Former Hurungwe MP Temba Mliswa and ex-war veterans’ leader, Jabulani Sibanda stole the thunder at the Itai Dzamara prayer meeting yesterday where loud calls for Zimbabweans to take drastic measures to end their suffering at the hands of President Robert Mugabe’s Zanu-PF government were heard.
Sibanda and Mliswa got a standing ovation, particularly each time the name People First was mentioned. Ousted former vice-President Joice Mujuru and ex-Zanu PF secretary for administration snubbed the even.
The two expelled former Zanu-PF officials shared the platform at Zimbabwe grounds with several other opposition leaders, among them MDC-T leader Morgan Tsvangirai and Mavambo/Kusile leader Simba Makoni who joined thousands of people who attended a prayer meeting in solidarity with the missing Dzamara and his family. They hugged, shook hands and chatted with the MDC-T officials.
Addressing thousands of people from across the political divide, including church and civic society members, Sibanda said decisive measures needed to be taken to rescue the country from continuing on its political and economic free fall.
“We need an operation to remove what we want to achieve, not a painkiller. We have taken painkiller after painkiller, painkiller after painkiller, lets remove what is the problem, we can’t have painkiller after painkiller,” he said.
“God is saying we have been sleeping for too long, this is the time for people to unite and put your parties and positions aside and find a common objective for Zimbabwe.”
Dzamara was abducted in March this year by suspected state agents and four months later, his whereabouts are still not known.
Sibanda said the over 90% of the country’s population were unemployed, warning that in years to come, this 90% will translate into older people with no pension, describing this as a potential crisis.
He said Western embassies have been vocal, calling for return of Dzamara but urged them to be also vocal in calling for justice in judging for those involved in the Matabeleland massacre, known as Gukurahundi that left more than 20 000 people dead.
Using quotes from the Bible, he pleaded for unity and dialogue to bring the walls of repression in Zimbabwe.
“Come, let us reason together, come let us reason together. These words my brothers and sisters, come from God. My brother, president of the MDC-T and Amai Tsvangirai, these words come from God, come let us reason together, my sister from Matabeleland (Thokozani) Khupe, right from Manicaland, Makoni, all the chiefs, God is saying, come lets reason together,” said Sibanda.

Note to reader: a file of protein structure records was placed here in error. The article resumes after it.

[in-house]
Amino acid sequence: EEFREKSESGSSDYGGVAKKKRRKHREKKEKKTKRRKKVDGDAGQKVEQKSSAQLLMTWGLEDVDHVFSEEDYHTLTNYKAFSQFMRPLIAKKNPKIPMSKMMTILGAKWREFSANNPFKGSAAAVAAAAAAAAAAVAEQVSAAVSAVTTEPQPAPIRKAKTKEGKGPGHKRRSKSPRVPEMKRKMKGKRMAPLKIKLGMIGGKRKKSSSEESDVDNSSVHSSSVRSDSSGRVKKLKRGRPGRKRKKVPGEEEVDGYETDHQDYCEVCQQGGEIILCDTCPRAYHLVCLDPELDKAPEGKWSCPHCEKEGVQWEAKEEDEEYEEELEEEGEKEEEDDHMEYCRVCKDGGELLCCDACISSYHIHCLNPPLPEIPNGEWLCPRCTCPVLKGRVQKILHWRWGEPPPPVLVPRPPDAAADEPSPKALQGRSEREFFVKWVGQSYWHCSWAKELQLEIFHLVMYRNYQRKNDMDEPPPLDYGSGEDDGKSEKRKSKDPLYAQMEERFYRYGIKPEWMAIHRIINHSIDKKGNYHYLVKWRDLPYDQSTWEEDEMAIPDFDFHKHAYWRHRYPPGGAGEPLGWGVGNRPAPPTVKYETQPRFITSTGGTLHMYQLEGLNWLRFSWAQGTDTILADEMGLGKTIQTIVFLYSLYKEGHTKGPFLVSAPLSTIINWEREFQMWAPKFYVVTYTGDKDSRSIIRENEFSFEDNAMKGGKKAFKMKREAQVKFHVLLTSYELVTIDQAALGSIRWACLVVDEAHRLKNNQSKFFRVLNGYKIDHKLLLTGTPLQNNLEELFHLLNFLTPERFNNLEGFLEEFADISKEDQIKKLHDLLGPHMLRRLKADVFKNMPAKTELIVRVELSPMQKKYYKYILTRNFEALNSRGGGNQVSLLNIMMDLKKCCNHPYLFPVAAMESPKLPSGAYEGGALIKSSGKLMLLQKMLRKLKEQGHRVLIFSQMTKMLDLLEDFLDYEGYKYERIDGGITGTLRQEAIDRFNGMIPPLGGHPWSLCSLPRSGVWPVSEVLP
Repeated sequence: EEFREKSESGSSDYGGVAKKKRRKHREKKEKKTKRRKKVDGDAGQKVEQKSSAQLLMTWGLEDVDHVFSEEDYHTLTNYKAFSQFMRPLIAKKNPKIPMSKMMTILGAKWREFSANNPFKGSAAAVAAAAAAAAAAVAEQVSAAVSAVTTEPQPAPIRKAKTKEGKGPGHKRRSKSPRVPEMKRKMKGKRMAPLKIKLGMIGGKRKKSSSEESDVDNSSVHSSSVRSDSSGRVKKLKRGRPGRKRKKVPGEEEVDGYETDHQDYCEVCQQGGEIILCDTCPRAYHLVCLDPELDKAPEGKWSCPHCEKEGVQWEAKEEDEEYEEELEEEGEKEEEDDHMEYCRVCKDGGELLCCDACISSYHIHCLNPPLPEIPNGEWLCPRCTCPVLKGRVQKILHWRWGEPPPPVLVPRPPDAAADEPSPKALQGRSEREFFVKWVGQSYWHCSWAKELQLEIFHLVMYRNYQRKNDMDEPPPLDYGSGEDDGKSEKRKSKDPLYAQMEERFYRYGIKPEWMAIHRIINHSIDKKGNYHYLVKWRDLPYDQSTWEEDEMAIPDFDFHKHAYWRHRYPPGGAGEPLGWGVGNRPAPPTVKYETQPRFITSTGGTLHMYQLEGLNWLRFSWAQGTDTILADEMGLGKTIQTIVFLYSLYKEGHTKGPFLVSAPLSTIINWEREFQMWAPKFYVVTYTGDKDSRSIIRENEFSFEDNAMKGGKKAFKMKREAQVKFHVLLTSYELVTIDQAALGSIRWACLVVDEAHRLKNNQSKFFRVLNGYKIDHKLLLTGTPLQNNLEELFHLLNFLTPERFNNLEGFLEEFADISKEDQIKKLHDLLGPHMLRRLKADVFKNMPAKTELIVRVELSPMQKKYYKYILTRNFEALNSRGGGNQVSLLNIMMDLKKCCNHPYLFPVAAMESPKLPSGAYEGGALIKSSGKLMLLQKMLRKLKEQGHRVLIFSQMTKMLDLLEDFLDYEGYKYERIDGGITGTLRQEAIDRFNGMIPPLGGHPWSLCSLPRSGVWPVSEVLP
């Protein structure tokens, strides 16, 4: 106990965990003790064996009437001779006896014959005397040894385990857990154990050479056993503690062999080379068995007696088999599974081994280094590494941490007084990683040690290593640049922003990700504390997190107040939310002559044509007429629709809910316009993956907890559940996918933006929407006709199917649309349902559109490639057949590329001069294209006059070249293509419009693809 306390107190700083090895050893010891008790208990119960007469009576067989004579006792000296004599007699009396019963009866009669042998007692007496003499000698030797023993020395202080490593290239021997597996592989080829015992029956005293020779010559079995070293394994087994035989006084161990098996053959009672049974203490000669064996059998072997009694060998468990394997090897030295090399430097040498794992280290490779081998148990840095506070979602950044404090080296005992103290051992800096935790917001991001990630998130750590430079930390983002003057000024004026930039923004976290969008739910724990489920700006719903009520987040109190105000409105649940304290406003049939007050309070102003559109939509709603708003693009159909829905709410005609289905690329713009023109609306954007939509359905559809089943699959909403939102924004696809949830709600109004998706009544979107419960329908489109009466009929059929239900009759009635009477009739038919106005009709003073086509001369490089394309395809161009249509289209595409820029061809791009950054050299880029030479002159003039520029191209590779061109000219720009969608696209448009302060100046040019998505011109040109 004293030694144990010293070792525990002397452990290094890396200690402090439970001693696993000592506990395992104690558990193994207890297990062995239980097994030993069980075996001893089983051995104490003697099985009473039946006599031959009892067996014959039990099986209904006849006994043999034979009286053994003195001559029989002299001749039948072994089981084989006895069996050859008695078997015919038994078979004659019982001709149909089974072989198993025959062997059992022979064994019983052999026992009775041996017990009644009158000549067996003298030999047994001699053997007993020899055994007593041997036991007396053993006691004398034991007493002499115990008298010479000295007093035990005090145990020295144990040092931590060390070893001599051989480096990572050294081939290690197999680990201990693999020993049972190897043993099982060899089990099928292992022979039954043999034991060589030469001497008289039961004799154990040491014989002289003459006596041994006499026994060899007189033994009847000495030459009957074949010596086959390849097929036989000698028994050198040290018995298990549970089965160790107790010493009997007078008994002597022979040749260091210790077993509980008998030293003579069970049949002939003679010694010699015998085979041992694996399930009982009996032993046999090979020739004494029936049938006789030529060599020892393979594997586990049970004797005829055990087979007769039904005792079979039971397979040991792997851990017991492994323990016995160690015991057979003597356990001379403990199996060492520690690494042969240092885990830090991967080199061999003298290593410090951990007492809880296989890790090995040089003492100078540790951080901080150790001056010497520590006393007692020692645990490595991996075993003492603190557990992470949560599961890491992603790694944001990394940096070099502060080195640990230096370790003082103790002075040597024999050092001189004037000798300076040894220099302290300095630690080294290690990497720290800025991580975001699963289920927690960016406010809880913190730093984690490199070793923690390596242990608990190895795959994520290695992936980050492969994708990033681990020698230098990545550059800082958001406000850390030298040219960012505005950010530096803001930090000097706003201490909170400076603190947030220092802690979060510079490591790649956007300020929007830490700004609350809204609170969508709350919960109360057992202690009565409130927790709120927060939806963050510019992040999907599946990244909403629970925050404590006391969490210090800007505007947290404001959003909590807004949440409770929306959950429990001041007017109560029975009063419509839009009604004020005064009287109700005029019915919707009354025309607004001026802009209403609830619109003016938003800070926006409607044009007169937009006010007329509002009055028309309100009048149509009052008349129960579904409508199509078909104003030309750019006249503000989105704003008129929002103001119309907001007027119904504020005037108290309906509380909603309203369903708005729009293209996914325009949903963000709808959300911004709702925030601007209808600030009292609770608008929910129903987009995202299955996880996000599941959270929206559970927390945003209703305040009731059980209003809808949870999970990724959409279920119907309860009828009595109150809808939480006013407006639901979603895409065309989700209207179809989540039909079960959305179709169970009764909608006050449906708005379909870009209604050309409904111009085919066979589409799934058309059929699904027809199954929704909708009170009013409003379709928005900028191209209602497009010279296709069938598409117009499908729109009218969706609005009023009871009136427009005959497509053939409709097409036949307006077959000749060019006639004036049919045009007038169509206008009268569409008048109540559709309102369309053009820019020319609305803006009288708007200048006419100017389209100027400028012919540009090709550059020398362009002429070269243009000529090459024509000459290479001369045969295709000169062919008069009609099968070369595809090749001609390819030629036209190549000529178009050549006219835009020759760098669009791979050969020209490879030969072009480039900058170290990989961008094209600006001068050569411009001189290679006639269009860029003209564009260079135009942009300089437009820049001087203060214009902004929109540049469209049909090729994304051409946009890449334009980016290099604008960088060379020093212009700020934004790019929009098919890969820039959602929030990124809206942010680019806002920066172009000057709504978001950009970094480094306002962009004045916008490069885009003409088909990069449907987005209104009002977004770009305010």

“All journalists here some write with responsibility while others don’t, but God is saying, come lets reason together. For the first time in our country, people now know if one of us in not there, one of us is missing. I am a war veteran and I fought for democracy in this country,” he said.
Mliswa encouraged youths to be strong and fight tyranny and challenged MPs to call Mugabe to respond on the disappearance of Dzamara.
“Sometimes I feel we are cowards. We are the vanguards of our political parties as youths but let’s be vanguards of Zimbabwe. This should not happen to anyone,” Mliswa said.
“Vice President Emmerson Mnangagwa said this in Parliament but he is not good enough, the President must comment. I don’t know what’s wrong with MPs; do you want me to come back? Request a Q and A with the President and the first question to ask him should be ‘where is Itai Dzamara’?”
Mliswa donated a tonne of maize to the Dzamara family.
Tsvangirai, who spoke last said he never dreamt of sharing the platform with the likes of Sibanda.
“We have not seen this in Zimbabwe, we want to thank Itai, whether dead or alive for uniting us to fight dictatorship and oppression of people of Zimbabwe,” he said.
“For the first time there is national convergence on what needs to be done in Zimbabwe. Remove the cause, not the symptoms. Never again shall a person disappear without a trace. He (Itai) did not enjoy freedom after expression.” Source: The Standard